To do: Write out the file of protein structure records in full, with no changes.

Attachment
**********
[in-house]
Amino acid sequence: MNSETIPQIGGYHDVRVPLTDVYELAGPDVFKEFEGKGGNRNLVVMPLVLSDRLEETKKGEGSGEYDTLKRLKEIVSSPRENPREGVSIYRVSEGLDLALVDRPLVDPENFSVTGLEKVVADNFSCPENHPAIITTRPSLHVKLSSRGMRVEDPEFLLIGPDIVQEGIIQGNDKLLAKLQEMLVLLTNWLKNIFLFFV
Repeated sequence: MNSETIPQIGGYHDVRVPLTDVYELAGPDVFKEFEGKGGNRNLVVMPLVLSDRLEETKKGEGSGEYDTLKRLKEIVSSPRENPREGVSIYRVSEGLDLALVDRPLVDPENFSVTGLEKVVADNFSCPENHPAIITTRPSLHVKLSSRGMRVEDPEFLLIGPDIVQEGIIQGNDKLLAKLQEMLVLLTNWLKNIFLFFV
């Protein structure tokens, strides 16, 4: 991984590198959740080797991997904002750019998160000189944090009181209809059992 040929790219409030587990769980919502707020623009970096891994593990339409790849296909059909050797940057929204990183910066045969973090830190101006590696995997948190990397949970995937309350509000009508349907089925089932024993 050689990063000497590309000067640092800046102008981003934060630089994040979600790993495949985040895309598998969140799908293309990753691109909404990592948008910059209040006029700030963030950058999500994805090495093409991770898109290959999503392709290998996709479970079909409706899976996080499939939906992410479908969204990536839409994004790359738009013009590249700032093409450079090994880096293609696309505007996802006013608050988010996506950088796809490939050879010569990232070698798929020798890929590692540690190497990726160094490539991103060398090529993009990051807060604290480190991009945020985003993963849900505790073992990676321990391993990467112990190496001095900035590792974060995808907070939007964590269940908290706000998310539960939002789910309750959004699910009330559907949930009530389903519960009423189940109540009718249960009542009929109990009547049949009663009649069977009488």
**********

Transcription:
[in-house]
Amino acid sequence: MNSETIPQIGGYHDVRVPLTDVYELAGPDVFKEFEGKGGNRNLVVMPLVLSDRLEETKKGEGSGEYDTLKRLKEIVSSPRENPREGVSIYRVSEGLDLALVDRPLVDPENFSVTGLEKVVADNFSCPENHPAIITTRPSLHVKLSSRGMRVEDPEFLLIGPDIVQEGIIQGNDKLLAKLQEMLVLLTNWLKNIFLFFV
Repeated sequence: MNSETIPQIGGYHDVRVPLTDVYELAGPDVFKEFEGKGGNRNLVVMPLVLSDRLEETKKGEGSGEYDTLKRLKEIVSSPRENPREGVSIYRVSEGLDLALVDRPLVDPENFSVTGLEKVVADNFSCPENHPAIITTRPSLHVKLSSRGMRVEDPEFLLIGPDIVQEGIIQGNDKLLAKLQEMLVLLTNWLKNIFLFFV
């Protein structure tokens, strides 16, 4: 991984590198959740080797991997904002750019998160000189944090009181209809059992 040929790219409030587990769980919502707020623009970096891994593990339409790849296909059909050797940057929204990183910066045969973090830190101006590696995997948190990397949970995937309350509000009508349907089925089932024993 050689990063000497590309000067640092800046102008981003934060630089994040979600790993495949985040895309598998969140799908293309990753691109909404990592948008910059209040006029700030963030950058999500994805090495093409991770898109290959999503392709290998996709479970079909409706899976996080499939939906992410479908969204990536839409994004790359738009013009590249700032093409450079090994880096293609696309505007996802006013608050988010996506950088796809490939050879010569990232070698798929020798890929590692540690190497990726160094490539991103060398090529993009990051807060604290480190991009945020985003993963849900505790073992990676321990391993990467112990190496001095900035590792974060995808907070939007964590269940908290706000998310539960939002789910309750959004699910009330559907949930009530389903519960009423189940109540009718249960009542009929109990009547049949009663009649069977009488």